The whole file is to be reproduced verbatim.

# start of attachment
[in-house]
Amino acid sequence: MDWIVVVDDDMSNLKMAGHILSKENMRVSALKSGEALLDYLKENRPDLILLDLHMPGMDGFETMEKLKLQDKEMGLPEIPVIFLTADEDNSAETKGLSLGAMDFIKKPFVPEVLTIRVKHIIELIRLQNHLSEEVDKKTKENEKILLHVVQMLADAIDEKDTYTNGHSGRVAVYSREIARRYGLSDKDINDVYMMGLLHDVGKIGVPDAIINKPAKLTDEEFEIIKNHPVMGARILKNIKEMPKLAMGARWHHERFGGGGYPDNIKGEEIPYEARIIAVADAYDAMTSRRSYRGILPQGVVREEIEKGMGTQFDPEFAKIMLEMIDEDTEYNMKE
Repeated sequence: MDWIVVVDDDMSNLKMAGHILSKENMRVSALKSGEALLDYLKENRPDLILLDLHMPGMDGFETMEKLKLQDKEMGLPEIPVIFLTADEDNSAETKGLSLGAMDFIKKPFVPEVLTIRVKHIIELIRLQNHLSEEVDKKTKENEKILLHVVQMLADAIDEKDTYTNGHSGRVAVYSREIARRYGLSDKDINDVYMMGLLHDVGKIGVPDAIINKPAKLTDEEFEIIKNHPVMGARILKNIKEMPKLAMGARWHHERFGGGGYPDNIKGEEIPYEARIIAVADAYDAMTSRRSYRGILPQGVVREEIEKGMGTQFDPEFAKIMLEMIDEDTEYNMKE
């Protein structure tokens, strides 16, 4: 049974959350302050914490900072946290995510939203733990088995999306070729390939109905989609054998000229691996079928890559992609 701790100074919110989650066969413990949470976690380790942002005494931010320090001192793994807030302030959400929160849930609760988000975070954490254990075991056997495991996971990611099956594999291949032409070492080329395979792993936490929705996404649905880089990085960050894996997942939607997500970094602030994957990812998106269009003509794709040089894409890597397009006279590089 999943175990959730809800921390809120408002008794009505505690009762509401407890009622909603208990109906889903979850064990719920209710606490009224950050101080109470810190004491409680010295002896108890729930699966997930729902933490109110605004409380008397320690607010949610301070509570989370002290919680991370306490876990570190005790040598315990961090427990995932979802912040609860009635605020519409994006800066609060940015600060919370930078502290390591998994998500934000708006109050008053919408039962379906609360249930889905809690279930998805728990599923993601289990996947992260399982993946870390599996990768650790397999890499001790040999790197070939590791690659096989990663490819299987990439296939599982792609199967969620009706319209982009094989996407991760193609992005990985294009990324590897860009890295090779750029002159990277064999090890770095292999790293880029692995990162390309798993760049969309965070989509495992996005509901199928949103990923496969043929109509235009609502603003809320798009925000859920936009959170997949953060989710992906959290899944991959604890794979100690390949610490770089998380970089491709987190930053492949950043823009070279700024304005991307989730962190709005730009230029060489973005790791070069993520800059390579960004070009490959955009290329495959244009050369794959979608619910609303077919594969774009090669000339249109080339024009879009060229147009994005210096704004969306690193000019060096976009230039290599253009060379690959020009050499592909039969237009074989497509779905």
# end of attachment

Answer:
[in-house]
Amino acid sequence: MDWIVVVDDDMSNLKMAGHILSKENMRVSALKSGEALLDYLKENRPDLILLDLHMPGMDGFETMEKLKLQDKEMGLPEIPVIFLTADEDNSAETKGLSLGAMDFIKKPFVPEVLTIRVKHIIELIRLQNHLSEEVDKKTKENEKILLHVVQMLADAIDEKDTYTNGHSGRVAVYSREIARRYGLSDKDINDVYMMGLLHDVGKIGVPDAIINKPAKLTDEEFEIIKNHPVMGARILKNIKEMPKLAMGARWHHERFGGGGYPDNIKGEEIPYEARIIAVADAYDAMTSRRSYRGILPQGVVREEIEKGMGTQFDPEFAKIMLEMIDEDTEYNMKE
Repeated sequence: MDWIVVVDDDMSNLKMAGHILSKENMRVSALKSGEALLDYLKENRPDLILLDLHMPGMDGFETMEKLKLQDKEMGLPEIPVIFLTADEDNSAETKGLSLGAMDFIKKPFVPEVLTIRVKHIIELIRLQNHLSEEVDKKTKENEKILLHVVQMLADAIDEKDTYTNGHSGRVAVYSREIARRYGLSDKDINDVYMMGLLHDVGKIGVPDAIINKPAKLTDEEFEIIKNHPVMGARILKNIKEMPKLAMGARWHHERFGGGGYPDNIKGEEIPYEARIIAVADAYDAMTSRRSYRGILPQGVVREEIEKGMGTQFDPEFAKIMLEMIDEDTEYNMKE
């Protein structure tokens, strides 16, 4: 049974959350302050914490900072946290995510939203733990088995999306070729390939109905989609054998000229691996079928890559992609 701790100074919110989650066969413990949470976690380790942002005494931010320090001192793994807030302030959400929160849930609760988000975070954490254990075991056997495991996971990611099956594999291949032409070492080329395979792993936490929705996404649905880089990085960050894996997942939607997500970094602030994957990812998106269009003509794709040089894409890597397009006279590089 999943175990959730809800921390809120408002008794009505505690009762509401407890009622909603208990109906889903979850064990719920209710606490009224950050101080109470810190004491409680010295002896108890729930699966997930729902933490109110605004409380008397320690607010949610301070509570989370002290919680991370306490876990570190005790040598315990961090427990995932979802912040609860009635605020519409994006800066609060940015600060919370930078502290390591998994998500934000708006109050008053919408039962379906609360249930889905809690279930998805728990599923993601289990996947992260399982993946870390599996990768650790397999890499001790040999790197070939590791690659096989990663490819299987990439296939599982792609199967969620009706319209982009094989996407991760193609992005990985294009990324590897860009890295090779750029002159990277064999090890770095292999790293880029692995990162390309798993760049969309965070989509495992996005509901199928949103990923496969043929109509235009609502603003809320798009925000859920936009959170997949953060989710992906959290899944991959604890794979100690390949610490770089998380970089491709987190930053492949950043823009070279700024304005991307989730962190709005730009230029060489973005790791070069993520800059390579960004070009490959955009290329495959244009050369794959979608619910609303077919594969774009090669000339249109080339024009879009060229147009994005210096704004969306690193000019060096976009230039290599253009060379690959020009050499592909039969237009074989497509779905």